Misdemeanor theft—despite the fact that it’s a misdemeanor—is still a serious criminal charge in Waukesha and elsewhere in Wisconsin.
If you’re convicted, it’s something that stays on your criminal record, and that can affect your chances of getting a job, finding a decent place to live, and have all sorts of other negative consequences. For most people, it makes sense to work with a Wisconsin theft defense attorney who understands Wisconsin law and who can help you through the entire criminal court process.
But what counts as misdemeanor theft, and what are the immediate penalties of a conviction?
What is Misdemeanor Theft?
Misdemeanor theft occurs, according to Wisconsin law, when someone “intentionally takes and carries away, uses, transfers, conceals, or retains possession of movable property of another without the other’s consent and with intent to deprive the owner permanently of possession of such property.”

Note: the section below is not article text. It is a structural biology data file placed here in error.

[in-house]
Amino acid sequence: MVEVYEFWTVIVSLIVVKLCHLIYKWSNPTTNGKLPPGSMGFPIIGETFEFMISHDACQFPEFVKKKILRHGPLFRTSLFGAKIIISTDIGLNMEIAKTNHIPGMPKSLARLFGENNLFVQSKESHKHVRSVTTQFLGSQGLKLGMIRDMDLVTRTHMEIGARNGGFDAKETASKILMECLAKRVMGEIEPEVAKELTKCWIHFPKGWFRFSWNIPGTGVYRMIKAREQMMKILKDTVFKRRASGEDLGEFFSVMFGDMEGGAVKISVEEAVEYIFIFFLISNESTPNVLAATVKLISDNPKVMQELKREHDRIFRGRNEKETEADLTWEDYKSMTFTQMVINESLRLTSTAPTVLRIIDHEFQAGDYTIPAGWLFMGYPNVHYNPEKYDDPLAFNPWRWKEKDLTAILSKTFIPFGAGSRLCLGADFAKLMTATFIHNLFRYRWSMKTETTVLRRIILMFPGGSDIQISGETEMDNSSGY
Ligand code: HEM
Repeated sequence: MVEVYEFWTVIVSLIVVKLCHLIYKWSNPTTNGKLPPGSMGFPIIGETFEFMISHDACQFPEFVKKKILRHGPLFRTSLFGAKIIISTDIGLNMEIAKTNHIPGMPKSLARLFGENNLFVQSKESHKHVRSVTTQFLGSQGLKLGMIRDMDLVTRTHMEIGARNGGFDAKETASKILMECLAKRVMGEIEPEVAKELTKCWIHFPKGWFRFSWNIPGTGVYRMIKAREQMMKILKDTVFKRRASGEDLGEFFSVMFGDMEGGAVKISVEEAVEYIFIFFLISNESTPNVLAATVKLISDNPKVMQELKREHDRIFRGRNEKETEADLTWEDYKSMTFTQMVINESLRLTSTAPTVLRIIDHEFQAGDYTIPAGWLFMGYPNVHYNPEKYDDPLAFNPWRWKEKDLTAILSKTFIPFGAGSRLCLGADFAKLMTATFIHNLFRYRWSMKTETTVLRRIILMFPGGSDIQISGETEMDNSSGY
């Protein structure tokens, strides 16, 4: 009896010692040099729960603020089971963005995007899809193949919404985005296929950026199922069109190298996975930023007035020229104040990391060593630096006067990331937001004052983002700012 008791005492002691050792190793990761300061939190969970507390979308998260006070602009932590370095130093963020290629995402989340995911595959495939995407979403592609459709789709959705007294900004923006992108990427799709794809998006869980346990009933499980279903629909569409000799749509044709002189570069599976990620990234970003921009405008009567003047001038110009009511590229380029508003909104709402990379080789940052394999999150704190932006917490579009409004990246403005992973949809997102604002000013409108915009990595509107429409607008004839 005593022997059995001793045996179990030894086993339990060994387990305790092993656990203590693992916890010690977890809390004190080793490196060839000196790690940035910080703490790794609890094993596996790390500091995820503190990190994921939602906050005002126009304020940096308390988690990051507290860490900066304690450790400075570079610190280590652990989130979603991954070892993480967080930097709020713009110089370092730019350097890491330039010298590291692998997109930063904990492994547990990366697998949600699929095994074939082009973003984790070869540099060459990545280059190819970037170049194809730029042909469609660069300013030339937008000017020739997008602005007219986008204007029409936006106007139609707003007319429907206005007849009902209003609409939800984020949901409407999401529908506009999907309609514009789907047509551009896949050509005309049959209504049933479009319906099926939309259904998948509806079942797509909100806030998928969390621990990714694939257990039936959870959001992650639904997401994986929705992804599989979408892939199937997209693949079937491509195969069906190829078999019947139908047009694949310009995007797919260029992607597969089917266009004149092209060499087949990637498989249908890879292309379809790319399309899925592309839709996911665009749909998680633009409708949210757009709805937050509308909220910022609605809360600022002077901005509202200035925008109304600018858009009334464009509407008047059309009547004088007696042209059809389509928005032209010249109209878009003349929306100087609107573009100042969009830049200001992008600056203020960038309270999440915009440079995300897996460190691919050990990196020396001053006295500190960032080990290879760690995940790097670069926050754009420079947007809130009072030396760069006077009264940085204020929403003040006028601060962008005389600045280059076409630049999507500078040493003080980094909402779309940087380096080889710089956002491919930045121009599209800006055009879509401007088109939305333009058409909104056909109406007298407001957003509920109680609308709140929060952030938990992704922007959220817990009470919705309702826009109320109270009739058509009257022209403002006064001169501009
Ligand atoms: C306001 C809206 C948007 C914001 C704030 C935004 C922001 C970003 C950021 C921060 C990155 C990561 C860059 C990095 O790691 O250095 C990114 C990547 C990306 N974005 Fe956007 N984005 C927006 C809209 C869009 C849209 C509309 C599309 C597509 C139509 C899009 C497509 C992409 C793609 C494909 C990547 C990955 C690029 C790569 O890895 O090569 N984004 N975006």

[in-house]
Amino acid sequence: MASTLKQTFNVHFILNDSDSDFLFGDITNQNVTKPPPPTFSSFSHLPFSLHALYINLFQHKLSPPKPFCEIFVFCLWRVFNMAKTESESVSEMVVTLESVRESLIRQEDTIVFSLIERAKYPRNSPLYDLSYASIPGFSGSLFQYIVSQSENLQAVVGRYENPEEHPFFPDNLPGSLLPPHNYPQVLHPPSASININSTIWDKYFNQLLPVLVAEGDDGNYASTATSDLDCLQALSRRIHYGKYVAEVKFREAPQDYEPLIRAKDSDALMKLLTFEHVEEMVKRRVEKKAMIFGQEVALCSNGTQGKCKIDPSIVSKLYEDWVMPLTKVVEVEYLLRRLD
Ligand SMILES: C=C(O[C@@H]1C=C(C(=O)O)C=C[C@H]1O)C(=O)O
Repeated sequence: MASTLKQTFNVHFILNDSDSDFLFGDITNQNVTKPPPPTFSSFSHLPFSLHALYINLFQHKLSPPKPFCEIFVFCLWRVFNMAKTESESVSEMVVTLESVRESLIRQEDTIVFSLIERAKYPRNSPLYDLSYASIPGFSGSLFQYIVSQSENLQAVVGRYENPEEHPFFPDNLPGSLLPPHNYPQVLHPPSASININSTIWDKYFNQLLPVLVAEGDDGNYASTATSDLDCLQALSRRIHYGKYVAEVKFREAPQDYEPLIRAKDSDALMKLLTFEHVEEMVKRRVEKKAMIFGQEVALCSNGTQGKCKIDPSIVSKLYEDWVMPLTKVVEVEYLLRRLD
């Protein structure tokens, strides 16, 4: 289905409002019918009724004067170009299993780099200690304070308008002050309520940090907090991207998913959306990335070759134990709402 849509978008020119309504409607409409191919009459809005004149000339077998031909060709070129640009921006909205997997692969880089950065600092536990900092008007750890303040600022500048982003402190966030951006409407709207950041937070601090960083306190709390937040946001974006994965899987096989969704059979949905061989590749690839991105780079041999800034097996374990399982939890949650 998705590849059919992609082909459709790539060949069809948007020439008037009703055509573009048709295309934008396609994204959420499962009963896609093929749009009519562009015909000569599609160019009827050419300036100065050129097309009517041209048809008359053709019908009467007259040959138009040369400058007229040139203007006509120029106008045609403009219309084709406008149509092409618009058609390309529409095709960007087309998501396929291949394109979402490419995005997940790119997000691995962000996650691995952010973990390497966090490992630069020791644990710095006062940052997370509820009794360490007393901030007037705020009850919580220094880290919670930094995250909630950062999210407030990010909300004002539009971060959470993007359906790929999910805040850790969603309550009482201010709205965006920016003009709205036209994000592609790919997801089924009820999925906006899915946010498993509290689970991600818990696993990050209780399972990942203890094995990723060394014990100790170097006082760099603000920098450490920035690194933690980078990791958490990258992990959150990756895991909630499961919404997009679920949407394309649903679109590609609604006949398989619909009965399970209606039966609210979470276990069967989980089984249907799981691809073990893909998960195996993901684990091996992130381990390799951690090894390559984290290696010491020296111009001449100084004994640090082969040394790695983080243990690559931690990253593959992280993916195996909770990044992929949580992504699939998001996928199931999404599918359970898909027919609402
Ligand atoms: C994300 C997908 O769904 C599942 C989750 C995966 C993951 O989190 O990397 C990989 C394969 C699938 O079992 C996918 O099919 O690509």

Theft is a misdemeanor when the property that’s been stolen is under $2,500. When that’s the case, it’s considered a Class A misdemeanor. The punishment is a fine of up to $10,000, up to 9 months in jail, or a combination of both.
What Should You Do if You’re Accused of Misdemeanor Theft in Wisconsin?
If the police have charged you with misdemeanor theft, it’s probably a good idea to get in touch with a theft defense lawyer in Wisconsin including Milwaukee.
Your lawyer can build a strategy that gets you the best possible outcome. First, you’ll need to explain the situation: what led up to the incident, what really happened, and how you came to be charged with misdemeanor theft.
Your attorney is also going to find out what kind of evidence the prosecution has against you so he or she can attempt to refute it in court.
Do You Need to Talk to a Wisconsin Misdemeanor Theft Lawyer?
If you need to talk to an attorney about a misdemeanor theft charge that you’ve received, call us at 414-383-6700 if you’d like to talk to someone in our Milwaukee office for a free theft defense consultation. We’ll ask you some questions and provide you with case-specific legal advice.